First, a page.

So, at the behest of my wife, I went for a hearing test to determine how much hearing loss I had... with her accompanying me. I'm not ashamed to say (now) that scared the shit out of me. In this weird panic, I was worried she'd see how bad it is was, and say "Screw this!" and leave me. I should have known better, because no one is a bigger fan of me than my Jillian. After the test was complete, I awaited my wife's response. She was shocked at just how pronounced my hearing loss was, and was surprised that I was able to function as well as I could. My specific hearing loss affects me in crowds and at high frequencies. If there's any amount of background noise, I can only hear about every third or fourth word; the rest is reading lips and guess work.
The next step is going to see a hearing aid specialist. My wife and mother-in-law are there with me. They both hear what my needs are. And here again, I regress back to my elementary years worrying about what everyone will think when they see me with hearing aids. Oddly, it's not my family, friends and co-workers I worry about, it's complete strangers.
Think about it: who do you normally see with hearing aids? Old people and people with disabilities. Or at least, that was my perception. I didn't want people to prejudge me. I wanted no pity; no one assuming that I needed special care. I simply desired to be like everyone else. It's no different than someone who has glasses. They have a need to allow one of their senses to function better; so do I. But again, my brain was engulfed in the notion that people would assume I had issues beyond being able to hear well. I was completely wrong.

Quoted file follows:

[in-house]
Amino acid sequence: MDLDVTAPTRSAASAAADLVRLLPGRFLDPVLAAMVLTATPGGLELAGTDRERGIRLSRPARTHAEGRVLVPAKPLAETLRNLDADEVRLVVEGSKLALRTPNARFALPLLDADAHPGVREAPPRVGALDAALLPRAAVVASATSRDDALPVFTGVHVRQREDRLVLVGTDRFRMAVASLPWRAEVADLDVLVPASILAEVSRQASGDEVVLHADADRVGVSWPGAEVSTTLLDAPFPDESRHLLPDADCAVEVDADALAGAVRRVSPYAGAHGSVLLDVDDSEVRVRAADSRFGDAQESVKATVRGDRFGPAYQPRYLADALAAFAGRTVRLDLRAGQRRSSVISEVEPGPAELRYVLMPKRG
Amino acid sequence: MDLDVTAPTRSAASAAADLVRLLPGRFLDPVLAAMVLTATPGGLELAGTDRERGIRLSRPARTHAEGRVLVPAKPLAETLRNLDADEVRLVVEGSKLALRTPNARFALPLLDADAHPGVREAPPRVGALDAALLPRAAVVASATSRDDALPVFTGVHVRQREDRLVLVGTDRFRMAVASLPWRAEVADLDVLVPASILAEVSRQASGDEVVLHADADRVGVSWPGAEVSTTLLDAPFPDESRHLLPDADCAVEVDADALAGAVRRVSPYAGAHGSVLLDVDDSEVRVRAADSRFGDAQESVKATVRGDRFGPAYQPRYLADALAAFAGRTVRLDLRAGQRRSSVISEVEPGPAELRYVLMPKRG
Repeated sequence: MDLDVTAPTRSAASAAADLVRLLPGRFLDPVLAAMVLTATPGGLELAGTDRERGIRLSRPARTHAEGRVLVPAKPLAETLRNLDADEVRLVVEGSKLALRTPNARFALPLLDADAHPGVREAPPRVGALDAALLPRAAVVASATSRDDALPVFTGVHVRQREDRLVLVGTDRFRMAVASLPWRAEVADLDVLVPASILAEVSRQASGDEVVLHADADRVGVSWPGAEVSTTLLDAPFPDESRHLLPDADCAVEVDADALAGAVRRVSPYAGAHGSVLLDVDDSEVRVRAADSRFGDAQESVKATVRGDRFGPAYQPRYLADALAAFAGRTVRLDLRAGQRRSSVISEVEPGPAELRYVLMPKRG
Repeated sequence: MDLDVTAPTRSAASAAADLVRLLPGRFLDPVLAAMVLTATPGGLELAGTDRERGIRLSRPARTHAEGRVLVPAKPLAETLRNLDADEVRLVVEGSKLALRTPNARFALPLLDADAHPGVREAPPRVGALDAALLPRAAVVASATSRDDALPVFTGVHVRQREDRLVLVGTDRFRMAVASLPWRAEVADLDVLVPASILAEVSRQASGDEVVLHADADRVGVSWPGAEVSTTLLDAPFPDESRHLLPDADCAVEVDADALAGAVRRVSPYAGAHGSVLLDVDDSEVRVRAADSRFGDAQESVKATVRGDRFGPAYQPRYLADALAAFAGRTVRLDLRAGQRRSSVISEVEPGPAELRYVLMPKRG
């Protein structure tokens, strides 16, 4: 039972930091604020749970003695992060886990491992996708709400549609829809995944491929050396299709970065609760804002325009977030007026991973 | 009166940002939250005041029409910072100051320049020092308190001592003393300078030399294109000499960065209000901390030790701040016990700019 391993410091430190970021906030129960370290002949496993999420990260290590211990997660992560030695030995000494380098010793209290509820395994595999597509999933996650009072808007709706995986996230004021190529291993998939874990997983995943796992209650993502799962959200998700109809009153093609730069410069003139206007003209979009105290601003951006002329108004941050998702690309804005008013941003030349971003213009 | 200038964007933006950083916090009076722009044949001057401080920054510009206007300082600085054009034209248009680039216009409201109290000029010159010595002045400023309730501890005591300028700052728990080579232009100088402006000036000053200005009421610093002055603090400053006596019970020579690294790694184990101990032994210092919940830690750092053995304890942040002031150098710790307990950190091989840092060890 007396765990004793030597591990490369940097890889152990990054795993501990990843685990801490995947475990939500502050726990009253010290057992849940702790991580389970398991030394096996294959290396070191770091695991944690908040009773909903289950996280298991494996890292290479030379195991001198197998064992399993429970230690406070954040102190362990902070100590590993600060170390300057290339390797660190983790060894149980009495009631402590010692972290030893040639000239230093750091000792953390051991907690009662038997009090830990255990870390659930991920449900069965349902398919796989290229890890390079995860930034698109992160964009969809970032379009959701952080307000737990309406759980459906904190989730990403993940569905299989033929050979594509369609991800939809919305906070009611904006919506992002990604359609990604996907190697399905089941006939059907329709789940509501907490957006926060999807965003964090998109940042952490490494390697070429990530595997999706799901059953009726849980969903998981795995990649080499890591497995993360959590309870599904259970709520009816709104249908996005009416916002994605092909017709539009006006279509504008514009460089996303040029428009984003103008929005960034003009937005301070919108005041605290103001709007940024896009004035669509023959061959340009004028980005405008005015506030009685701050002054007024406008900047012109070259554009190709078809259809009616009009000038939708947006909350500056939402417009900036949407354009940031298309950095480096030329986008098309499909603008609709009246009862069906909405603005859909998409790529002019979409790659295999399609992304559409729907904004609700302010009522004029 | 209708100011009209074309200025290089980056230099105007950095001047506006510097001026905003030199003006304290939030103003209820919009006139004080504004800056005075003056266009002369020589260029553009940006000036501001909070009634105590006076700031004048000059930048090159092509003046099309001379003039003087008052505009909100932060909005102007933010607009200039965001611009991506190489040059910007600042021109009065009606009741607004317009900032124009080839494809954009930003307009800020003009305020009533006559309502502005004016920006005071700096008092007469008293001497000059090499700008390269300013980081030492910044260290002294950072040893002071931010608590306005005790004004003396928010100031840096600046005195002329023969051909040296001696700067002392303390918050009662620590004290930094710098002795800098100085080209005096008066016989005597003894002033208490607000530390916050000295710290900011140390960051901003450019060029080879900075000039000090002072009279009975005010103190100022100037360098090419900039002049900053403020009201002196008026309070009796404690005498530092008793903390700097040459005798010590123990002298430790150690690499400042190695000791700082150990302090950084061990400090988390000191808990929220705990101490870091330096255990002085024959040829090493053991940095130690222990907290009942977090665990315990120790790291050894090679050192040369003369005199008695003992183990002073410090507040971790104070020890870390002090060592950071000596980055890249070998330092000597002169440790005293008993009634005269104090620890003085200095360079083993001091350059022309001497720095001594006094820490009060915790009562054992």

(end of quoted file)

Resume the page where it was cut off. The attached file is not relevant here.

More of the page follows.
I have had not one person that I know that made that assumption. In actuality, I get curious questions about how it works and if it has helped me, to which I always respond with a resounding YES! I can hear my kids and all of the silly jokes they tell. I can hear my wife whisper something inappropriate amongst a group of people, which makes us giggle and smile. I can HEAR.
It's not perfect. I still have some difficulty hearing in restaurants and other places with a lot of background noise. There are times when I have to ask Jillian what someone said in a movie, TV show or have her clarify what someone else said. But it is decidedly better -- to the point that people can tell when I don't have my hearing aids in. And that is wonderful thing, really.
Hearing loss or deafness to whatever degree is an awful thing. It may not be as bad as other afflictions; but it can rob you of tender moments and potentially important information. What matters is that those you love understand and love you for who you are. If you have that, then you already do belong, and the rest of the world will eventually catch up.
This article originally appeared on The Good Men Project.